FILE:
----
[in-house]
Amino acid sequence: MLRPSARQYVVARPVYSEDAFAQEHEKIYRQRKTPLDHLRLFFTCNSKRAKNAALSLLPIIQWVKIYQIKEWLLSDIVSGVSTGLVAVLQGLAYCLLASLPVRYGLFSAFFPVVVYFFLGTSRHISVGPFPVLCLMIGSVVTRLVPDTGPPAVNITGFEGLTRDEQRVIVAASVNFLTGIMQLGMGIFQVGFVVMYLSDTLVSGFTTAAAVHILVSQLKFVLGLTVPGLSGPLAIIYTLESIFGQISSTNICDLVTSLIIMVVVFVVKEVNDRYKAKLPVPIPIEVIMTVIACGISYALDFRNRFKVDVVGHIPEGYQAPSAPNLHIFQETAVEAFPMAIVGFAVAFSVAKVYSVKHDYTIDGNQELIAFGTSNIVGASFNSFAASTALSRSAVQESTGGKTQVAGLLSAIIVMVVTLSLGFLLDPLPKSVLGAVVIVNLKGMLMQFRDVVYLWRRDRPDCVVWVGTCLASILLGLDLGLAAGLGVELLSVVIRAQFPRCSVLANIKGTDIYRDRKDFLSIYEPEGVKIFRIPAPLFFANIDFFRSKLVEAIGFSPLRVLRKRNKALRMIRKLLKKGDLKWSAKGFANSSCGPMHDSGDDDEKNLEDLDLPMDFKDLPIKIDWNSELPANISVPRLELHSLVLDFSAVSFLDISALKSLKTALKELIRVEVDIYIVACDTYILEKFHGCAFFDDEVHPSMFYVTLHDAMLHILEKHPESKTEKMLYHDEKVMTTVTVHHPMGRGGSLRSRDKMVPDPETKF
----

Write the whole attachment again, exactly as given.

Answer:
[in-house]
Amino acid sequence: MLRPSARQYVVARPVYSEDAFAQEHEKIYRQRKTPLDHLRLFFTCNSKRAKNAALSLLPIIQWVKIYQIKEWLLSDIVSGVSTGLVAVLQGLAYCLLASLPVRYGLFSAFFPVVVYFFLGTSRHISVGPFPVLCLMIGSVVTRLVPDTGPPAVNITGFEGLTRDEQRVIVAASVNFLTGIMQLGMGIFQVGFVVMYLSDTLVSGFTTAAAVHILVSQLKFVLGLTVPGLSGPLAIIYTLESIFGQISSTNICDLVTSLIIMVVVFVVKEVNDRYKAKLPVPIPIEVIMTVIACGISYALDFRNRFKVDVVGHIPEGYQAPSAPNLHIFQETAVEAFPMAIVGFAVAFSVAKVYSVKHDYTIDGNQELIAFGTSNIVGASFNSFAASTALSRSAVQESTGGKTQVAGLLSAIIVMVVTLSLGFLLDPLPKSVLGAVVIVNLKGMLMQFRDVVYLWRRDRPDCVVWVGTCLASILLGLDLGLAAGLGVELLSVVIRAQFPRCSVLANIKGTDIYRDRKDFLSIYEPEGVKIFRIPAPLFFANIDFFRSKLVEAIGFSPLRVLRKRNKALRMIRKLLKKGDLKWSAKGFANSSCGPMHDSGDDDEKNLEDLDLPMDFKDLPIKIDWNSELPANISVPRLELHSLVLDFSAVSFLDISALKSLKTALKELIRVEVDIYIVACDTYILEKFHGCAFFDDEVHPSMFYVTLHDAMLHILEKHPESKTEKMLYHDEKVMTTVTVHHPMGRGGSLRSRDKMVPDPETKF